INDUSTRIAL POLICY IN PAKISTAN
By Dr. Khawaja Amjad Saeed
Apr 17 - 23, 2000
The Government of Pakistan is in the process of developing and releasing Industrial Policy. Popular demand is that it should not only be a comprehensive one but should also be based on long-term perspective. These twin challenges are of vital nature and are crucial for laying solid foundations for the economic development of Pakistan.
Ten strategic guidelines
While we wish the present Government the best of luck, we offer the following suggestions for a positive response by the Government in terms of our input:
Mission Statement: The Government must ask the Ministry of Industries to release Mission Statement relating to Industrial Policy.
Draft of Industrial Policy: The draft of proposed Industrial Policy should be released and publicly discussed by stakeholders. The input should be collected and then reflected into a national consensus before implementing the same.
Industrial Development Growth Targets: Targets for a period of 3 to 5 years should be set in respect of growth of industrial sector. These targets should be properly monitored for ensuring proper implementation.
Industrial Sectors: A vital question is in respect of nature and types of industrial units to be established. While the law of demand and supply determines the establishment of industrial enterprises, many keep inquiring about the directions to which industrial units should be established. Considering backward and forward linkages, import substitution and export potential, our recommended package of sectors in which industrial units should be set up are suggested below:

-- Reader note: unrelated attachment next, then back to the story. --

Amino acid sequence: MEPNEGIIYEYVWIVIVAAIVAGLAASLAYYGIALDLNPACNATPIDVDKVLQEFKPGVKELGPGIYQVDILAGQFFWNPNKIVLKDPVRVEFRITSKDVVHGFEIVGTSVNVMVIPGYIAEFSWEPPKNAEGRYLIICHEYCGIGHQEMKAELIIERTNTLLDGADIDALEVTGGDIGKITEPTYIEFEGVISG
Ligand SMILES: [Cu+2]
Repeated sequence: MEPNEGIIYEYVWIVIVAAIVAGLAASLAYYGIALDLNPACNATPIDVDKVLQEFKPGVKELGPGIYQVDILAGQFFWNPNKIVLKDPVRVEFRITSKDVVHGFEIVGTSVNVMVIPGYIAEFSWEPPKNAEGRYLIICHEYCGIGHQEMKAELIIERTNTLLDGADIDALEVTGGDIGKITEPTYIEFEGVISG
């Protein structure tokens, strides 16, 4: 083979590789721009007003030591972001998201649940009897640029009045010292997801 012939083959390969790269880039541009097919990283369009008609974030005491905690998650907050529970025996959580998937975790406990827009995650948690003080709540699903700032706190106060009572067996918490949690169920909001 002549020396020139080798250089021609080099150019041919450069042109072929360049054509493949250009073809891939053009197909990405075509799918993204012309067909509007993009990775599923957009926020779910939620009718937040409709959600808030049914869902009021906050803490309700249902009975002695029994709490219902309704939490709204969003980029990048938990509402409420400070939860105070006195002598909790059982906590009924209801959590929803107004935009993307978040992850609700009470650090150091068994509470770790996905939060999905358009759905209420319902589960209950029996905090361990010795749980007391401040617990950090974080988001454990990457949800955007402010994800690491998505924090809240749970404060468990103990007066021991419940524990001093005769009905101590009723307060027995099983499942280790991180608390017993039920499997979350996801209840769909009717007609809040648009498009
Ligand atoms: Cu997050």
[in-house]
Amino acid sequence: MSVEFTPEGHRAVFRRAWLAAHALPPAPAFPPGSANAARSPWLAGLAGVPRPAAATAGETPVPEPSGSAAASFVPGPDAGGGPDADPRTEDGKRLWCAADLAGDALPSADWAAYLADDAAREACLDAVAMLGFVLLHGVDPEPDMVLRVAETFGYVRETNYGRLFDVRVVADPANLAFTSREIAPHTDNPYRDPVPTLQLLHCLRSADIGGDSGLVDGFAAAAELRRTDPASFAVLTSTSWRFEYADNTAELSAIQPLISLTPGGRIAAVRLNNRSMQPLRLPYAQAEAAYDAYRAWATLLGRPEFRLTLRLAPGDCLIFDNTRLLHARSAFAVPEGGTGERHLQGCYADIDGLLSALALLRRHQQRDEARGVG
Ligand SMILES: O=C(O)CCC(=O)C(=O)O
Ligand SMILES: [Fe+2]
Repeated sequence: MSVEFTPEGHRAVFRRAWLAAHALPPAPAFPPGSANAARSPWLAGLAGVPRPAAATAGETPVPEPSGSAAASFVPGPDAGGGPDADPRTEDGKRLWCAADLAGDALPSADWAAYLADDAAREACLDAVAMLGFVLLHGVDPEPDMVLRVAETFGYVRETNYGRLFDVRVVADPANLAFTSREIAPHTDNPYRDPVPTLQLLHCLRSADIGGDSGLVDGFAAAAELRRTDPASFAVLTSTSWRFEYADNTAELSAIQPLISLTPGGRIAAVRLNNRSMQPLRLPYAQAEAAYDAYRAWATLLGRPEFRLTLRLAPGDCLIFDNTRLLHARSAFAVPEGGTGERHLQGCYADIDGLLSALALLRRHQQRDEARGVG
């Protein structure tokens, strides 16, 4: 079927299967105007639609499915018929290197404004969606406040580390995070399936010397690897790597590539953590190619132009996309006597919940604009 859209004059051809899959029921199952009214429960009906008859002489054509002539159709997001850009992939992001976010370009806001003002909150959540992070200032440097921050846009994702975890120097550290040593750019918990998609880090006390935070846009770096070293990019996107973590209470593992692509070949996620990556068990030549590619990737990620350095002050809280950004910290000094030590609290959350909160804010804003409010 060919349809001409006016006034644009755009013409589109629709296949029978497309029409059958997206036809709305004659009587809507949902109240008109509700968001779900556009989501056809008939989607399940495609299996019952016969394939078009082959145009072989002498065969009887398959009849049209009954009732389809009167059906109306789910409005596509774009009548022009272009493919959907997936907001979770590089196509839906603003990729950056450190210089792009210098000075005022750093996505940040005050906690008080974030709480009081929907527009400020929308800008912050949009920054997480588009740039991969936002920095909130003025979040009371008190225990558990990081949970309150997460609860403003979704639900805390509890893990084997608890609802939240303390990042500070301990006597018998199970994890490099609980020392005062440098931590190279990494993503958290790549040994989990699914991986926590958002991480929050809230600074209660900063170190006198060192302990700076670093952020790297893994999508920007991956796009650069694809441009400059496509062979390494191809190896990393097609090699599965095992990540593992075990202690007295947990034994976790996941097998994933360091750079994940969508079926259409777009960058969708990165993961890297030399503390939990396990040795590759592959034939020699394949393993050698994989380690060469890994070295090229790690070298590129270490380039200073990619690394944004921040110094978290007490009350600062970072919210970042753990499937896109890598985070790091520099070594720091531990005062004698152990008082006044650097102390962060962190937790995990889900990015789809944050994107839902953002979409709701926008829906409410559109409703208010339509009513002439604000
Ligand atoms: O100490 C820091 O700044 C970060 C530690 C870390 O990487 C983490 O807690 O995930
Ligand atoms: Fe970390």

a. Light Engineering
c. Leather goods
e. Meat Processing
f. Dairy Industries
g. Marble Processing
h. Fruits and Vegetables
Foreign Investment: Direct Foreign Investment (DFI) has served as an important driver for growth of economic development all over the world and specially in East Asia. While congenial environment is the crying need, we ought to try country-niche to attract DFI. Every previous government in the last ten years has been publicly announcing an annual target of US $ 2 billion for the attracting foreign investment. However, our research reveals that annual average for the last nine years was US $ 485 million. Foreign investors remained shy due to several reasons including lack of proper law and order, discontinuity of concessions/rebates, non-availability of long-term policy etc. The present Government has adopted the policy of China niche in DFI. China Continental, Inc. announced on January 31, 2000, that they intends to invest US $ 1 billion in Pakistan. The scope of the project of setting up a fully integrated venture is expected to include the following: